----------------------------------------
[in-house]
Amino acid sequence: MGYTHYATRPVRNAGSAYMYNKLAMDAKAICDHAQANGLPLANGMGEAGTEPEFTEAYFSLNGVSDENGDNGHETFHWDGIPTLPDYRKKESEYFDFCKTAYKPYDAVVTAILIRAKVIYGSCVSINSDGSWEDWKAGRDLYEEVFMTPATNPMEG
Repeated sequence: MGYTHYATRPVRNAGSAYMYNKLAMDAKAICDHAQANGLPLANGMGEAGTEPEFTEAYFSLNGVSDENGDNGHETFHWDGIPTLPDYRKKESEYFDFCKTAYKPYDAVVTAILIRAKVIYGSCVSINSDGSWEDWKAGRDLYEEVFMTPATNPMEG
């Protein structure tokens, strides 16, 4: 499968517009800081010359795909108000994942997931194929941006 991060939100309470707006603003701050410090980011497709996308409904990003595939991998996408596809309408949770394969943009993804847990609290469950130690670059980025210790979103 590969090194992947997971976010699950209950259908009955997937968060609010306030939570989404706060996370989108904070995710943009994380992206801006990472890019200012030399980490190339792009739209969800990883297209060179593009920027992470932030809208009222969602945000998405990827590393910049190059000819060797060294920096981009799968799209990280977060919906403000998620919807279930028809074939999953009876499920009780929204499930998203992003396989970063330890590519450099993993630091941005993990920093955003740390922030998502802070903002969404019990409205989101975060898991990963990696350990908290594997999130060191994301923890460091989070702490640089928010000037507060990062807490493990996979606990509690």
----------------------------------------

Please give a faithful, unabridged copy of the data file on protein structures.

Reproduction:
[in-house]
Amino acid sequence: MGYTHYATRPVRNAGSAYMYNKLAMDAKAICDHAQANGLPLANGMGEAGTEPEFTEAYFSLNGVSDENGDNGHETFHWDGIPTLPDYRKKESEYFDFCKTAYKPYDAVVTAILIRAKVIYGSCVSINSDGSWEDWKAGRDLYEEVFMTPATNPMEG
Repeated sequence: MGYTHYATRPVRNAGSAYMYNKLAMDAKAICDHAQANGLPLANGMGEAGTEPEFTEAYFSLNGVSDENGDNGHETFHWDGIPTLPDYRKKESEYFDFCKTAYKPYDAVVTAILIRAKVIYGSCVSINSDGSWEDWKAGRDLYEEVFMTPATNPMEG
């Protein structure tokens, strides 16, 4: 499968517009800081010359795909108000994942997931194929941006 991060939100309470707006603003701050410090980011497709996308409904990003595939991998996408596809309408949770394969943009993804847990609290469950130690670059980025210790979103 590969090194992947997971976010699950209950259908009955997937968060609010306030939570989404706060996370989108904070995710943009994380992206801006990472890019200012030399980490190339792009739209969800990883297209060179593009920027992470932030809208009222969602945000998405990827590393910049190059000819060797060294920096981009799968799209990280977060919906403000998620919807279930028809074939999953009876499920009780929204499930998203992003396989970063330890590519450099993993630091941005993990920093955003740390922030998502802070903002969404019990409205989101975060898991990963990696350990908290594997999130060191994301923890460091989070702490640089928010000037507060990062807490493990996979606990509690």